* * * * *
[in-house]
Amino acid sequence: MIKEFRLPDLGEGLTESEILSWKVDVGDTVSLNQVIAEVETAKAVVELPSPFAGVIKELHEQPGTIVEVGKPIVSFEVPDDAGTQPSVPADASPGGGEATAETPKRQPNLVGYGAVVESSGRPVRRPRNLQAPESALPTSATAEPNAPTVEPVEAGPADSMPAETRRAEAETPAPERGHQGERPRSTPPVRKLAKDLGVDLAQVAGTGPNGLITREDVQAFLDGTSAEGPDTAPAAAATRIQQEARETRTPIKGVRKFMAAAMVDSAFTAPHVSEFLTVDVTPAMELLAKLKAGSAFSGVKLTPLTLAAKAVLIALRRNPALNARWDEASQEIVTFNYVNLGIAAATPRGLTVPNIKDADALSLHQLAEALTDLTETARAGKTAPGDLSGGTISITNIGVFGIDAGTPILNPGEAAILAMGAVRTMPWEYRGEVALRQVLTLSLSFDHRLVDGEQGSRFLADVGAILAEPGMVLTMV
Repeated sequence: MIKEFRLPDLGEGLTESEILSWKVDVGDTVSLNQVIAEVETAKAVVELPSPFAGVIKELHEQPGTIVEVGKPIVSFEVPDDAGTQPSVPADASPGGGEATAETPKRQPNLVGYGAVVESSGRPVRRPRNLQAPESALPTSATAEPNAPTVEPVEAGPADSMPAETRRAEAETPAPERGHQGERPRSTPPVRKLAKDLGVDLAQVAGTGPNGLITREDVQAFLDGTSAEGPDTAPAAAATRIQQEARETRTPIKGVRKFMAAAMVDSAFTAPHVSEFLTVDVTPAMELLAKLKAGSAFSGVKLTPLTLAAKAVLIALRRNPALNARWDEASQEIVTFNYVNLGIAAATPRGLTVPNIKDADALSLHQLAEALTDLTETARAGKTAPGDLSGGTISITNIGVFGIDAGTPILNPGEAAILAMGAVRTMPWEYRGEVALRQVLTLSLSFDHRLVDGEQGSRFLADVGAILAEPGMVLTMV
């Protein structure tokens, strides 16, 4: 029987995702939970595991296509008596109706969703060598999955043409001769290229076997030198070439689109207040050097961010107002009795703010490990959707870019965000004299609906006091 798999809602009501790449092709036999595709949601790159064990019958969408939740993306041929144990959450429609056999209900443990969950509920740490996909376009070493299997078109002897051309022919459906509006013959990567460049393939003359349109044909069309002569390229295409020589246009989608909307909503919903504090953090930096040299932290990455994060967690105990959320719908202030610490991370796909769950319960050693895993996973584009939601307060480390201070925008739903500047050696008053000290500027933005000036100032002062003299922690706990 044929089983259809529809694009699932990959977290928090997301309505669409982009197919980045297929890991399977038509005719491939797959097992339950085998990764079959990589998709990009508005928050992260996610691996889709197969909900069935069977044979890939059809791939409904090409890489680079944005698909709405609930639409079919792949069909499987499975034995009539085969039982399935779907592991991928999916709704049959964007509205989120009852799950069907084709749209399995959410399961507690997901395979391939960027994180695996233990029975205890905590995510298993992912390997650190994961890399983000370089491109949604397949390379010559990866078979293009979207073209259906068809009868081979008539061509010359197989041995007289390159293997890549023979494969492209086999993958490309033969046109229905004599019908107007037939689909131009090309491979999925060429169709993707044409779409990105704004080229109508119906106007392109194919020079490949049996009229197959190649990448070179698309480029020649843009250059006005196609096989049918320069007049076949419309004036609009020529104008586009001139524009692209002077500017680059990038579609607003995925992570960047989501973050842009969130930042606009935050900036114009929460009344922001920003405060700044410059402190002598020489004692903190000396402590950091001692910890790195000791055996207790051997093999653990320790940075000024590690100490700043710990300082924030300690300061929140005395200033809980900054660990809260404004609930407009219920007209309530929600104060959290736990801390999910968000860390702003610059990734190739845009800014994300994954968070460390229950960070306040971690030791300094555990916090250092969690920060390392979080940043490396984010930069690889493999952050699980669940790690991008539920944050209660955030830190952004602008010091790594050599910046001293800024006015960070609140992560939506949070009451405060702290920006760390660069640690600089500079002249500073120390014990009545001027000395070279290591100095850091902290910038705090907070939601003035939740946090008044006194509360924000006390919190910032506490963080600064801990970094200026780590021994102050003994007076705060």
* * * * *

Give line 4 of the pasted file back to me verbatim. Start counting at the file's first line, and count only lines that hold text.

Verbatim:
């Protein structure tokens, strides 16, 4: 029987995702939970595991296509008596109706969703060598999955043409001769290229076997030198070439689109207040050097961010107002009795703010490990959707870019965000004299609906006091 798999809602009501790449092709036999595709949601790159064990019958969408939740993306041929144990959450429609056999209900443990969950509920740490996909376009070493299997078109002897051309022919459906509006013959990567460049393939003359349109044909069309002569390229295409020589246009989608909307909503919903504090953090930096040299932290990455994060967690105990959320719908202030610490991370796909769950319960050693895993996973584009939601307060480390201070925008739903500047050696008053000290500027933005000036100032002062003299922690706990 044929089983259809529809694009699932990959977290928090997301309505669409982009197919980045297929890991399977038509005719491939797959097992339950085998990764079959990589998709990009508005928050992260996610691996889709197969909900069935069977044979890939059809791939409904090409890489680079944005698909709405609930639409079919792949069909499987499975034995009539085969039982399935779907592991991928999916709704049959964007509205989120009852799950069907084709749209399995959410399961507690997901395979391939960027994180695996233990029975205890905590995510298993992912390997650190994961890399983000370089491109949604397949390379010559990866078979293009979207073209259906068809009868081979008539061509010359197989041995007289390159293997890549023979494969492209086999993958490309033969046109229905004599019908107007037939689909131009090309491979999925060429169709993707044409779409990105704004080229109508119906106007392109194919020079490949049996009229197959190649990448070179698309480029020649843009250059006005196609096989049918320069007049076949419309004036609009020529104008586009001139524009692209002077500017680059990038579609607003995925992570960047989501973050842009969130930042606009935050900036114009929460009344922001920003405060700044410059402190002598020489004692903190000396402590950091001692910890790195000791055996207790051997093999653990320790940075000024590690100490700043710990300082924030300690300061929140005395200033809980900054660990809260404004609930407009219920007209309530929600104060959290736990801390999910968000860390702003610059990734190739845009800014994300994954968070460390229950960070306040971690030791300094555990916090250092969690920060390392979080940043490396984010930069690889493999952050699980669940790690991008539920944050209660955030830190952004602008010091790594050599910046001293800024006015960070609140992560939506949070009451405060702290920006760390660069640690600089500079002249500073120390014990009545001027000395070279290591100095850091902290910038705090907070939601003035939740946090008044006194509360924000006390919190910032506490963080600064801990970094200026780590021994102050003994007076705060």